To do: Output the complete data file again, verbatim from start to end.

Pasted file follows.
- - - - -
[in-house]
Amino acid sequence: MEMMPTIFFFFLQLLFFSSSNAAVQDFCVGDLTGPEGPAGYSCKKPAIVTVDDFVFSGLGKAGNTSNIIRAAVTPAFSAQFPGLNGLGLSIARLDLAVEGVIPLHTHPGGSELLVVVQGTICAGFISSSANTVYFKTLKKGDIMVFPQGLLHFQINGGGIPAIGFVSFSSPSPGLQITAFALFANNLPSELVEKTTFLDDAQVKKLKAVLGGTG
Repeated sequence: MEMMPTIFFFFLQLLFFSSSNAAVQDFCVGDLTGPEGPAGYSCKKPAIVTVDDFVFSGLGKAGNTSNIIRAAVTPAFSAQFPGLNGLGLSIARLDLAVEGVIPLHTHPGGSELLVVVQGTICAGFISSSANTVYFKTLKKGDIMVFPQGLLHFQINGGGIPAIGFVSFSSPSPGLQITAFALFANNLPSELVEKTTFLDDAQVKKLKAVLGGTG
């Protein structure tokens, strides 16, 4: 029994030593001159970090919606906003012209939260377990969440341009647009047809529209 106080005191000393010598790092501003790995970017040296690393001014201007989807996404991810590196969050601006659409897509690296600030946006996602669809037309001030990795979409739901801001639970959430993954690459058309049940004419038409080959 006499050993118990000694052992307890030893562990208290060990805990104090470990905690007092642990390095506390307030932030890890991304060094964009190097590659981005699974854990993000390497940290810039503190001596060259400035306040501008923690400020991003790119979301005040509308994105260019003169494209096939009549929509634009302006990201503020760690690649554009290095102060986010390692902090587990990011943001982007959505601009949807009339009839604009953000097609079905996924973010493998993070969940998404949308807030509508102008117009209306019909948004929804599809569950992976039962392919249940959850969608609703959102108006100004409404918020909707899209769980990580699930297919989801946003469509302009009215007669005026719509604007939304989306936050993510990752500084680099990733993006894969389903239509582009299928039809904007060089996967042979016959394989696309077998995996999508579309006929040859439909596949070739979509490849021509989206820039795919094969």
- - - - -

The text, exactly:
[in-house]
Amino acid sequence: MEMMPTIFFFFLQLLFFSSSNAAVQDFCVGDLTGPEGPAGYSCKKPAIVTVDDFVFSGLGKAGNTSNIIRAAVTPAFSAQFPGLNGLGLSIARLDLAVEGVIPLHTHPGGSELLVVVQGTICAGFISSSANTVYFKTLKKGDIMVFPQGLLHFQINGGGIPAIGFVSFSSPSPGLQITAFALFANNLPSELVEKTTFLDDAQVKKLKAVLGGTG
Repeated sequence: MEMMPTIFFFFLQLLFFSSSNAAVQDFCVGDLTGPEGPAGYSCKKPAIVTVDDFVFSGLGKAGNTSNIIRAAVTPAFSAQFPGLNGLGLSIARLDLAVEGVIPLHTHPGGSELLVVVQGTICAGFISSSANTVYFKTLKKGDIMVFPQGLLHFQINGGGIPAIGFVSFSSPSPGLQITAFALFANNLPSELVEKTTFLDDAQVKKLKAVLGGTG
């Protein structure tokens, strides 16, 4: 029994030593001159970090919606906003012209939260377990969440341009647009047809529209 106080005191000393010598790092501003790995970017040296690393001014201007989807996404991810590196969050601006659409897509690296600030946006996602669809037309001030990795979409739901801001639970959430993954690459058309049940004419038409080959 006499050993118990000694052992307890030893562990208290060990805990104090470990905690007092642990390095506390307030932030890890991304060094964009190097590659981005699974854990993000390497940290810039503190001596060259400035306040501008923690400020991003790119979301005040509308994105260019003169494209096939009549929509634009302006990201503020760690690649554009290095102060986010390692902090587990990011943001982007959505601009949807009339009839604009953000097609079905996924973010493998993070969940998404949308807030509508102008117009209306019909948004929804599809569950992976039962392919249940959850969608609703959102108006100004409404918020909707899209769980990580699930297919989801946003469509302009009215007669005026719509604007939304989306936050993510990752500084680099990733993006894969389903239509582009299928039809904007060089996967042979016959394989696309077998995996999508579309006929040859439909596949070739979509490849021509989206820039795919094969």